The arrival of the Central Americans coincided with the civil war strife of the 1980s. And that brings us to CASA.
By 1985, local churches and the immigrants themselves recognized the
need for an organization to assist the influx of refugees. The Central
American Solidarity Association was born. Housed at the Takoma Park
Presbyterian Church, two staff people and many volunteers began
providing emergency food and immigration assistance. Twenty five years
later, CASA is the largest Latino and immigrant service provider in
Under the leadership of Gustavo Torres, who has been Executive Director
since 1994, CASA has expanded beyond the original focus on Central
American refugees to address the needs of those arriving from every
corner of the world.
Currently 25 percent of CASA’s clients are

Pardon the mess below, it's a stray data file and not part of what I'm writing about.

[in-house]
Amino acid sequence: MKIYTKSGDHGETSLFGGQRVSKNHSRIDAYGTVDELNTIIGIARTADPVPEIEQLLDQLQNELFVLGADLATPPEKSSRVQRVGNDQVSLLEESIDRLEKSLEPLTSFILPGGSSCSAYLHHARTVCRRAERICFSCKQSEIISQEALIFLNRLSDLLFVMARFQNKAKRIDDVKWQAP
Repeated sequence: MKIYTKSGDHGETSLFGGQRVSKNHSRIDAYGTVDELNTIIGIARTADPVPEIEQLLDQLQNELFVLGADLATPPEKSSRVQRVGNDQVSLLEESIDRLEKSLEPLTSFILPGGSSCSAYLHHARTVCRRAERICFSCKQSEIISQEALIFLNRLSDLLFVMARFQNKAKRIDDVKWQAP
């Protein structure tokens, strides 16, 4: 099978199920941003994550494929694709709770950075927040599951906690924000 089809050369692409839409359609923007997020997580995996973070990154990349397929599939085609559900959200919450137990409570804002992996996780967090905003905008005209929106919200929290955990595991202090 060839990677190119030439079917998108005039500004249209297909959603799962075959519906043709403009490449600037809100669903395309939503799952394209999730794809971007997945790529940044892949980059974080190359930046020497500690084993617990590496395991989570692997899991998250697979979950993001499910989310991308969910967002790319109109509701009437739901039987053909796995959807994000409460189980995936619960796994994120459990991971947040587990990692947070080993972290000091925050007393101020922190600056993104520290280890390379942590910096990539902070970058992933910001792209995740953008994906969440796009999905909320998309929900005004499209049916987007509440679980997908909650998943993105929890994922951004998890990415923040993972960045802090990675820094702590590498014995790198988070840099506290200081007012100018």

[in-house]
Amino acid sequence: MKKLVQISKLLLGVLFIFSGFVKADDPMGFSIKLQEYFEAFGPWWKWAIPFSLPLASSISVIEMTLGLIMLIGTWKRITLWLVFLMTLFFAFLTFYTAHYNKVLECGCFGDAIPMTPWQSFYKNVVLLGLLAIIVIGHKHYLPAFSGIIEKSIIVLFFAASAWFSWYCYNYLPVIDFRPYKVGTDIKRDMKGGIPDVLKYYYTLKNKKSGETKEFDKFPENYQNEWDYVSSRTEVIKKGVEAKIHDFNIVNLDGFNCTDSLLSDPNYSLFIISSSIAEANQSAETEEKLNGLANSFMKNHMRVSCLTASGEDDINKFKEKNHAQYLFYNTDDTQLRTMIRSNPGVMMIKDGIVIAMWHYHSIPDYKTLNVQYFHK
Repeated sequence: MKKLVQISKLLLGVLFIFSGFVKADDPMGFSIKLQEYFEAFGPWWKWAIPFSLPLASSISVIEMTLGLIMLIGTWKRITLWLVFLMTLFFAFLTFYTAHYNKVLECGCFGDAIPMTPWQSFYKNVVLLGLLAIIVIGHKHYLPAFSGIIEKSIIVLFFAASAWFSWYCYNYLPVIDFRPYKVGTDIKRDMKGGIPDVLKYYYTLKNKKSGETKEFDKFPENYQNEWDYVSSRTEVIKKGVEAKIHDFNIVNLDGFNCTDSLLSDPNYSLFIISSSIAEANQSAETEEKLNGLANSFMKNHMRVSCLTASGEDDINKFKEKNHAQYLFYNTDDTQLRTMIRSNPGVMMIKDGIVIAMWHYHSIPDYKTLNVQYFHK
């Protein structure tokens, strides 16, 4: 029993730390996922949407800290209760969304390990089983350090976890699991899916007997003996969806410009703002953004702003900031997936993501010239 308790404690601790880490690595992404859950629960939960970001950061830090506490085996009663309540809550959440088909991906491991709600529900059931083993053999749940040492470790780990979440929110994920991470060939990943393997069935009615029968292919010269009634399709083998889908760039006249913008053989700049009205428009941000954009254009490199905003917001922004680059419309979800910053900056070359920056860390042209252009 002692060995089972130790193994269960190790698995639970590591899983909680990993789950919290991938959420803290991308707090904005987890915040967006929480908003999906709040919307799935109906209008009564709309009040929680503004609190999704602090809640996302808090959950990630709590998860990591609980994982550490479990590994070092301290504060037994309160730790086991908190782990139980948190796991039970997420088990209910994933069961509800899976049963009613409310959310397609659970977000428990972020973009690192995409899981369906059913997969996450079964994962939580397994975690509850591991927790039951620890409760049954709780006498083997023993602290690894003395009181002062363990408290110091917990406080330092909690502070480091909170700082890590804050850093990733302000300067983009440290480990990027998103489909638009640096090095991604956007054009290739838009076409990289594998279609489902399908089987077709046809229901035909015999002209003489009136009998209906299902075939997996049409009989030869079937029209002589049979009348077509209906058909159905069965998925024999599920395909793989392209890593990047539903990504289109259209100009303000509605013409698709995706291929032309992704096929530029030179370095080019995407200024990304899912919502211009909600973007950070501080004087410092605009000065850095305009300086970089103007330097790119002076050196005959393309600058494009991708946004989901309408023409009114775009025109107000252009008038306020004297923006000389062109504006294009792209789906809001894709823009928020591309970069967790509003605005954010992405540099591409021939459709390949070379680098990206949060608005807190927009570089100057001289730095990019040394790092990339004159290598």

Africans. The mission has expanded too. CASA now has day laborer
centers in Silver Spring, Langley Park, Wheaton, Rockville and
Baltimore as well as an array of education programs, legal and health
services, and a focus on community advocacy.
Photos by Julie Wiatt
Mariachi violinist helps set a new tone for the CASA mansion on opening day.
Local kids recite the pledge of allegiance.
It was their advocacy on behalf of tenants that indirectly led to CASA
acquiring the McCormick-Goodhart mansion. After years of working with
the Sawyer Realty, owner of Willowbrook Apartments, the subject of what
to do with the deteriorating mansion in the center of the complex came
up. Home to Willowbrook Montessori School in the 1990s, it was now a
daycare center badly in need of repair. A deal was struck: CASA
acquired the building on a 99-year lease for $1 a year provided it paid
for the renovation. Then, at the 2007 ceremony kicking off the
campaign to raise funds for renovation, Sawyer went one step further
and signed over ownership to CASA for $1.
With CASA in control, federal, state, and Montgomery and Prince